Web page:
Stories from Kurdistan

What I Thought Was a Dream: My Trip to Kurdistan


The following story is a winner of the My Kurdistan Story Contest in the 13-17 year-old age group. It was submitted by Rozan,* a 16-year-old student living in Canada.

Since I was a little girl, my family and I have been traveling to Kurdistan every couple years or so. Every single time I’ve visited, I’ve loved it and admired my culture so much. Although I don’t remember my trip in 2003, the rest have been so incredibly amazing! The food, the cities, the mountains, the people and simply the vibe over there is so outstanding compared to where I was born and raised (Canada). There’s nowhere else I’d ever want to be.

Road Trips in Kurdistan: From Hawler to Soran

My mother is Hawleri and my father is from Soran so going from Hawler to Soran (and vice versa) is an amazing road trip. I’ve driven from Ottawa to Toronto and many other places and I can tell you that it’s nothing compared to the road trips in Kurdistan. The best part is stopping every thirty minutes or so for a snack break. That’s where you can buy the most sweetest fruits and the most delicious nuts. My trips in 2007 and 2010 were the best. I’ll even admit that those years were the absolute best years of my life. Some might think why? Those were the years where Kurdistan was stable. Where everyone was happy and the city itself was developing into an even bigger and even greater city. I still cherish the memories from those trips.

Four years later my family and I decided to visit Kurdistan again. I was so content to be visiting again. I would constantly think about the colour of Kurdish dress I wanted to buy and my family over there. As you know, the war with ISIL is still on going and has been for the past couple years which is so unfortunate for such a beautiful city to go through. At the time, my mother was a bit worried whether it was safe to travel or not so she asked her mother if the situation over there is steady. Keep in mind that this was in December of 2013. My grandmother told us that everything seemed to be fine and that there wasn’t major war nearby. As soon as we got the thumbs up, we booked our tickets for July 25 2014 – August 31 2014.

As the months went by, things started getting worse and worse. We weren’t sure if it was safe to go. When the trip got closer we decided that it’s fine since the city itself isn’t in danger. I was stoked, my sisters were stoked and so were my parents. We were so excited to finally go back. Our flight was from Ottawa to Frankfurt and from Frankfurt to Erbil. It was long, I’ll admit, but when we finally got there, I felt a sense of relief. Everything in Hawler was absolutely amazing. I went to the Qayseri, Qazay in Soran, Qalat, visited some family, went to so many parks, went to Rwandz and Korek Mountains.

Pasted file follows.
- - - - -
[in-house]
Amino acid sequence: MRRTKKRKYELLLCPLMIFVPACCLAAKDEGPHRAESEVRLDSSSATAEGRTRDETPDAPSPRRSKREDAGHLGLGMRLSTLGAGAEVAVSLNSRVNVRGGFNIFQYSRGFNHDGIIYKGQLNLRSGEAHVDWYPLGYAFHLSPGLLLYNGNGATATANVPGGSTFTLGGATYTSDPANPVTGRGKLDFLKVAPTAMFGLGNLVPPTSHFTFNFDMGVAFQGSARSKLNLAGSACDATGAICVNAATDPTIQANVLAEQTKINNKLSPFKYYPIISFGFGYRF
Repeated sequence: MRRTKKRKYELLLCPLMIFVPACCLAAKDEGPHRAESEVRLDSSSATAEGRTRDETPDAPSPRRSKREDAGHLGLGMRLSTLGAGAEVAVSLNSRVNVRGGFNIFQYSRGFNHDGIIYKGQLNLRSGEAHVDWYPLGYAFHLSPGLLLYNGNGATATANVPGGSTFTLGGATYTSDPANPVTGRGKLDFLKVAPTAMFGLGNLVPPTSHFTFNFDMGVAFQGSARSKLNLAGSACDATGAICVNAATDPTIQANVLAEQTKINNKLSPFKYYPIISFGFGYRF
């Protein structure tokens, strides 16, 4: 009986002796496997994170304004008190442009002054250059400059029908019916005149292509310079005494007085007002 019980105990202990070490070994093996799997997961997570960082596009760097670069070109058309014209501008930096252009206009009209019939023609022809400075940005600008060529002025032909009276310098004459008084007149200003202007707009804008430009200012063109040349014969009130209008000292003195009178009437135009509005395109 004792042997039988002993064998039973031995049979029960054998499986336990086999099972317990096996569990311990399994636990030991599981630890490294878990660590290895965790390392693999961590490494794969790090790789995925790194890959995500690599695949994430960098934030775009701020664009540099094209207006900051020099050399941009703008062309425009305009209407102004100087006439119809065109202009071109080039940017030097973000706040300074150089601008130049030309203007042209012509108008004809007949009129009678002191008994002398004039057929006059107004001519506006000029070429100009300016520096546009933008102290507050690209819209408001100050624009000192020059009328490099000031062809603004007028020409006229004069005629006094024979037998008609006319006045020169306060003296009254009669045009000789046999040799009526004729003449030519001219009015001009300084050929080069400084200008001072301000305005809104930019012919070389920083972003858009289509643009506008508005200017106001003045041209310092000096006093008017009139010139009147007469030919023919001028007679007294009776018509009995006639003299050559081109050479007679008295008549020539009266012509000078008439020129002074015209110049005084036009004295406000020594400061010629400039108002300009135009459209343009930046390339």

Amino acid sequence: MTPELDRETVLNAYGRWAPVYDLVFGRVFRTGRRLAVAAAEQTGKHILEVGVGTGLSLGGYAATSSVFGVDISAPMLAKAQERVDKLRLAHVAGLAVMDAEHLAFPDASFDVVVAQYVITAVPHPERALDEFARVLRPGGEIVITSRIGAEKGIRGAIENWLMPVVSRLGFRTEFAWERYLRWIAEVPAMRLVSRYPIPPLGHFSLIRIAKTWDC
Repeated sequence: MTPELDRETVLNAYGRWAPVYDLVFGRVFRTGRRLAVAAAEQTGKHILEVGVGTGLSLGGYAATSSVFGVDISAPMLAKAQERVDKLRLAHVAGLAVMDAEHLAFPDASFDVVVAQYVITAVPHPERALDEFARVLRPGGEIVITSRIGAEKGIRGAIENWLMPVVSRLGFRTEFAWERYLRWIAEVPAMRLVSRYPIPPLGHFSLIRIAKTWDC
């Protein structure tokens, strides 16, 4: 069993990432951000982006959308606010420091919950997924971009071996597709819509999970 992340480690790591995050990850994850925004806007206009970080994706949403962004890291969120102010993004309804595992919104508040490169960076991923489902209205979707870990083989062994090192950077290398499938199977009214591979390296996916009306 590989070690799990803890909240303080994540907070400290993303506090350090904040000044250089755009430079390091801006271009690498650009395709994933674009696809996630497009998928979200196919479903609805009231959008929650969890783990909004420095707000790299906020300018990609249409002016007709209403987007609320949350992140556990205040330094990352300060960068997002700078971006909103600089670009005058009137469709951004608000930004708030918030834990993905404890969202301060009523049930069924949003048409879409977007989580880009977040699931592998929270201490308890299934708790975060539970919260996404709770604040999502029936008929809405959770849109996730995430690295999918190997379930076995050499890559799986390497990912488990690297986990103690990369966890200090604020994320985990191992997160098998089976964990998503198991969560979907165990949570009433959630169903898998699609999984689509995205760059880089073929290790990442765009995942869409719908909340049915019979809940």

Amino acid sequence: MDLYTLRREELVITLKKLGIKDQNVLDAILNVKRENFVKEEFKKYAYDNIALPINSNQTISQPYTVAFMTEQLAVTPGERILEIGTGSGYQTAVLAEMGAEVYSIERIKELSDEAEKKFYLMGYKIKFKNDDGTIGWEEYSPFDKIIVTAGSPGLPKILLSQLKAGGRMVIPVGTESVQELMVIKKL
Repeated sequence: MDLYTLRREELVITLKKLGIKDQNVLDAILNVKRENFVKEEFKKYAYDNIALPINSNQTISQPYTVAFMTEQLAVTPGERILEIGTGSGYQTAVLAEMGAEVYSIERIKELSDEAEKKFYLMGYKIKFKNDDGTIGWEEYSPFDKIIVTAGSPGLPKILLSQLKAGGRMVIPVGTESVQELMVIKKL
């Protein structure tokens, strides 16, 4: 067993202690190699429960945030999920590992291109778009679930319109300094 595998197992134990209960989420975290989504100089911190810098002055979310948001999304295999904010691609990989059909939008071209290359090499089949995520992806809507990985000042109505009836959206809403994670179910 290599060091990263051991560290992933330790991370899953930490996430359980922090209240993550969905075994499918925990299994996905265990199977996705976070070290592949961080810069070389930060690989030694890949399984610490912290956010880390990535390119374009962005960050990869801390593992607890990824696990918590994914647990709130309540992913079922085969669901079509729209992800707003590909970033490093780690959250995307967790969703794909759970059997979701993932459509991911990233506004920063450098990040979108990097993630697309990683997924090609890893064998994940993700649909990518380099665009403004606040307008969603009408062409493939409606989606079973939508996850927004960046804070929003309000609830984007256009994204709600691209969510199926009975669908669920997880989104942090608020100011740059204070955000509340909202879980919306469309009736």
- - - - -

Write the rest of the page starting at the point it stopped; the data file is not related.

An Unexpected Threat from ISIS

I felt like I was in a dream until August 22. That’s when my dream became a nightmare. On August 22nd at about 10:00 PM Erbil time, we got breaking news saying ISIS was in Mosul, which is about 1-2 hours away from Erbil. Later, they mentioned that they are about 30 minutes away. “What? How? and Why?” was all that I was thinking. I was at my grandmother’s house with everyone except my dad who was at his brother’s house. Within the span of 20 minutes, we called my dad, packed our stuff and went to my dad as soon as we could. My uncle who has six kids packed their whole house. The whole city was empty within an hour. We wanted to leave as well but the roads were packed. When I say packed I mean extremely packed. It would’ve taken two days just to drive to the airport when it normally takes 10 minutes.

Hours of Panic

We were stuck and desperate. We knew two weeks before that our tickets back to Canada were cancelled so my parents were already upset and this made them even more upset. The neighborhoods were insane. Everyone was shooting their guns and you could hear people screaming. I didn’t know what to do but cry. “Was this the last day of my life?” That’s what I kept thinking. Believe or not, I was planning a hiding spot in case something happened. The whole city was a mess. Everyone was a mess. I didn’t know what to do. The only thing we could have done was stay in the house and not leave anywhere. My dad and my uncle were watching the news to see if something new would come on.

Gratitude for Peace and Safety

At about 12:00 AM Erbil time, the news confirmed that everything is fine and for everyone to stay calm. I was relieved when I heard that. Those were the worst hours of my life. Ever since that day, I’ve felt the sorrow and pain that Kurdistan has been going through from Saddam Hussein and now ISIL. I put things into perspective and realized that cities like Makhmour and Shingal go through this everyday. I thank God everyday to live in such a safe and peaceful country.

*last name removed in order to protect identity.

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